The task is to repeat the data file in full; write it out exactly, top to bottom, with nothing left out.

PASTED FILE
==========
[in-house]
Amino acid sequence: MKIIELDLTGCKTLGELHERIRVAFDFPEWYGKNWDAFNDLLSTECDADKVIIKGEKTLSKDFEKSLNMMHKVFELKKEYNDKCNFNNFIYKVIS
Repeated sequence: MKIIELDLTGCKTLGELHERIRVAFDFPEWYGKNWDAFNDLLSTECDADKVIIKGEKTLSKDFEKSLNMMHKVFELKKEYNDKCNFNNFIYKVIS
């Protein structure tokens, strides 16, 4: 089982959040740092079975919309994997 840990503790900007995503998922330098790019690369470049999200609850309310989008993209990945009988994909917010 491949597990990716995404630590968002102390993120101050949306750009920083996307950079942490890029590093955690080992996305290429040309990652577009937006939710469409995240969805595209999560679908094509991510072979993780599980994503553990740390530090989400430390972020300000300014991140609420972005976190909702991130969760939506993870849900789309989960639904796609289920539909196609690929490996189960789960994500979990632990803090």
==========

[in-house]
Amino acid sequence: MKIIELDLTGCKTLGELHERIRVAFDFPEWYGKNWDAFNDLLSTECDADKVIIKGEKTLSKDFEKSLNMMHKVFELKKEYNDKCNFNNFIYKVIS
Repeated sequence: MKIIELDLTGCKTLGELHERIRVAFDFPEWYGKNWDAFNDLLSTECDADKVIIKGEKTLSKDFEKSLNMMHKVFELKKEYNDKCNFNNFIYKVIS
């Protein structure tokens, strides 16, 4: 089982959040740092079975919309994997 840990503790900007995503998922330098790019690369470049999200609850309310989008993209990945009988994909917010 491949597990990716995404630590968002102390993120101050949306750009920083996307950079942490890029590093955690080992996305290429040309990652577009937006939710469409995240969805595209999560679908094509991510072979993780599980994503553990740390530090989400430390972020300000300014991140609420972005976190909702991130969760939506993870849900789309989960639904796609289920539909196609690929490996189960789960994500979990632990803090």